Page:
undefined models
can be made.

See also

See the One-to-one relationship model example for a full example.

OneToOneField fields also accept an optional
parent_link argument.

OneToOneField classes used to automatically become
the primary key on a model. This is no longer true (although you can manually
pass in the primary_key argument if you like).
Thus, it’s now possible to have multiple fields of type
OneToOneField on a single model.

Models across files

It’s perfectly OK to relate a model to one from another app. To do this, import
the related model at the top of the file where your model is defined. Then,
just refer to the other model class wherever needed. For example:

from django.db import models
from geography.models import ZipCode

class Restaurant(models.Model):
    # ...
    zip_code = models.ForeignKey(

Field name restrictions

Django places only two restrictions on model field names:

  1. A field name cannot be a Python reserved word, because that would result
    in a Python syntax error. For example:

    class Example(models.Model):
        pass = models.IntegerField() # 'pass' is a reserved word!
  2. A field name cannot contain more than one underscore in a row, due to
    the way Django’s query lookup syntax works. For example:

    class Example(models.Model):
        foo__bar = models.IntegerField() # 'foo__bar' has two underscores!

These limitations can be worked around, though, because your field name doesn’t
necessarily have to match your database column name. See the
db_column option.

SQL reserved words, such as join, where or select, are allowed as
model field names, because Django escapes all database table names and column
names in every underlying SQL query. It uses the quoting syntax of your
particular database engine.

Custom field types

If one of the existing model fields cannot be used to fit your purposes, or if
you wish to take advantage of some less common database column types, you can
create your own field class. Full coverage of creating your own fields is
provided in 编写自定义 model fields.

Meta options¶

Give your model metadata by using an inner class Meta, like so:

from django.db import models

class Ox(models.Model):
    horn_length = models.IntegerField()

    class Meta:
        ordering = ["horn_length"]
        verbose_name_plural = "oxen"

Model metadata is “anything that’s not a field”, such as ordering options
(ordering), database table name (db_table), or
human-readable singular and plural names (verbose_name and
verbose_name_plural). None are required, and adding class
to a model is completely optional.

A complete list of all possible Meta options can be found in the model
option reference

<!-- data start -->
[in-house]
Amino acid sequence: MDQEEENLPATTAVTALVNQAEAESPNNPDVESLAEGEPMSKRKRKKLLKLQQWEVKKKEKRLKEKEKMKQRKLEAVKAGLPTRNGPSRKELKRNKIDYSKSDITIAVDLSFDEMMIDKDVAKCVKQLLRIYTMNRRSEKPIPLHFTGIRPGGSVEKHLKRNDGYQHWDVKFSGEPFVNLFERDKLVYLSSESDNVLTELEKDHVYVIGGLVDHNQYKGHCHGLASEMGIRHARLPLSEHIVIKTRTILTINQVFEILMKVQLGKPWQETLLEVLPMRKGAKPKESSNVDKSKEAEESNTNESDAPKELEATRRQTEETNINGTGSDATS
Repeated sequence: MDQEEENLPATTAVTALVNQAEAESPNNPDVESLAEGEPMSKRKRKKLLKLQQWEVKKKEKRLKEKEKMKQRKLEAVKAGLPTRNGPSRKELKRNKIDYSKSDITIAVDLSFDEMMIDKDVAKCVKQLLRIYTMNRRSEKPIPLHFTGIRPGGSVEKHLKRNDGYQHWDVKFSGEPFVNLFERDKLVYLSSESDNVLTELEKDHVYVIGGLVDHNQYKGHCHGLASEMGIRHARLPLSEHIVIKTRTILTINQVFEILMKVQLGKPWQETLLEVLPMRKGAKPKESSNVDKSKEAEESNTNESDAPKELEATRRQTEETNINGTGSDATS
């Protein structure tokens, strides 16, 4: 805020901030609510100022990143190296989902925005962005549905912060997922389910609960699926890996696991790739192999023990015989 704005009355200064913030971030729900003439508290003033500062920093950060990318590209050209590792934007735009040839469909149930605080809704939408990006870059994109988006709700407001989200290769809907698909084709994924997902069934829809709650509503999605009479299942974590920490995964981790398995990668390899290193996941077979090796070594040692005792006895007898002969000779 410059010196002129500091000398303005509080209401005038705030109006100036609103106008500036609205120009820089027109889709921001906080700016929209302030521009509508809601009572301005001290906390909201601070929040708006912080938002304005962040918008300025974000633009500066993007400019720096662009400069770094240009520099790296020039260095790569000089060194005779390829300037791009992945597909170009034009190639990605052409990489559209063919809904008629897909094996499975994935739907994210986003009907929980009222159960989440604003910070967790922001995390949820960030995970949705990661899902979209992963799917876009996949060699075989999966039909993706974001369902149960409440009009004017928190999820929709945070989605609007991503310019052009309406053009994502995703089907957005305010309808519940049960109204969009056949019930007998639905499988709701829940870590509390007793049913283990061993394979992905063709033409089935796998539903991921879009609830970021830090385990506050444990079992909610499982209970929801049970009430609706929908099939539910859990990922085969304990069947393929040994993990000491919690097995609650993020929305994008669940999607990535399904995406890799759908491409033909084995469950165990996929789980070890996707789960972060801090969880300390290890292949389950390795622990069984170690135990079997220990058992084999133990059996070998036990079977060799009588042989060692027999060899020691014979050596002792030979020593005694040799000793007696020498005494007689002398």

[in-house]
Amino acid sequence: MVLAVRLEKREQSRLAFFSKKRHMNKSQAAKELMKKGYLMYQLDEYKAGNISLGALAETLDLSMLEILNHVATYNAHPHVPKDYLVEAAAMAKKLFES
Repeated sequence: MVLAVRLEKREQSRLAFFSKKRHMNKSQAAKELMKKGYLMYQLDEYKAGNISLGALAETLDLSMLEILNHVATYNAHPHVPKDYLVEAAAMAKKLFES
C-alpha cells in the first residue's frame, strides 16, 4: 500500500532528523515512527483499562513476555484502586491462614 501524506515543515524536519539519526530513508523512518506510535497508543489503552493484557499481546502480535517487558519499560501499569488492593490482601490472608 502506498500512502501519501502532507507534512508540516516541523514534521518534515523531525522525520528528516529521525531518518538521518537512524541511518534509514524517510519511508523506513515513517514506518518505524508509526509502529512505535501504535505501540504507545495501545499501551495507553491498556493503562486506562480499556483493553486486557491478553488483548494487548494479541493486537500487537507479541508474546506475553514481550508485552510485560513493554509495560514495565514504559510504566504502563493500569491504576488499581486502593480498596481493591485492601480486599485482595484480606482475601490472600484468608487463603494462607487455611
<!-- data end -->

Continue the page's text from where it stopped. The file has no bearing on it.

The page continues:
Model attributes¶

The most important attribute of a model is the
Manager. It’s the interface through which
database query operations are provided to Django models and is used to
retrieve the instances from the database. If no
custom Manager is defined, the default name is
objects. Managers are only accessible via
model classes, not the model instances.

Model methods¶

Define custom methods on a model to add custom “row-level” functionality to your
objects. Whereas Manager methods are intended to do
“table-wide” things, model methods should act on a particular model instance.

This is a valuable technique for keeping business logic in one place — the

For example, this model has a few custom methods:

from django.db import models

class Person(models.Model):
    first_name = models.CharField(max_length=50)
    last_name = models.CharField(max_length=50)
    birth_date = models.DateField()

    def baby_boomer_status(self):
        "Returns the person's baby-boomer status."
        import datetime
        if self.birth_date <, 8, 1):
            return "Pre-boomer"
        elif self.birth_date <, 1, 1):
            return "Baby boomer"
            return "Post-boomer"

    def full_name(self):
        "Returns the person's full name."
        return '%s %s' % (self.first_name, self.last_name)

The last method in this example is a property.

The model instance reference has a complete list
of methods automatically given to each model.
You can override most of these — see overriding predefined model methods,
below — but there are a couple that you’ll almost always want to define:


A Python “magic method” that returns a string representation of any
object. This is what Python and Django will use whenever a model
instance needs to be coerced and displayed as a plain string. Most
notably, this happens when you display an object in an interactive
console or in the admin.

You’ll always want to define this method; the default isn’t very helpful
at all.


This tells Django how to calculate the URL for an object. Django uses
this in its admin interface, and any time it needs to figure out a URL
for an object.

Any object that has a URL that uniquely identifies it should define this

Overriding predefined model methods

There’s another set of model methods that
encapsulate a bunch of database behavior that you’ll want to customize. In
particular you’ll often want to change the way save() and
delete() work.

You’re free to override these methods (and any other model method) to alter

A classic use-case for overriding the built-in methods is if you want something
to happen whenever you save an object. For example (see
save() for documentation of the parameters it accepts):

from django.db import models

class Blog(models.Model):
    name = models.CharField(max_length=100)
    tagline = models.TextField()

    def save(self, *args, **kwargs):
        super().save(*args, **kwargs)  # Call the "real" save() method.

You can also prevent saving:

from django.db import models

class Blog(models.Model):
    name = models.CharField(max_length=100)
    tagline = models.TextField()

    def save(self, *args, **kwargs):
        if == "Yoko Ono's blog":
            return # Yoko shall never have her own blog!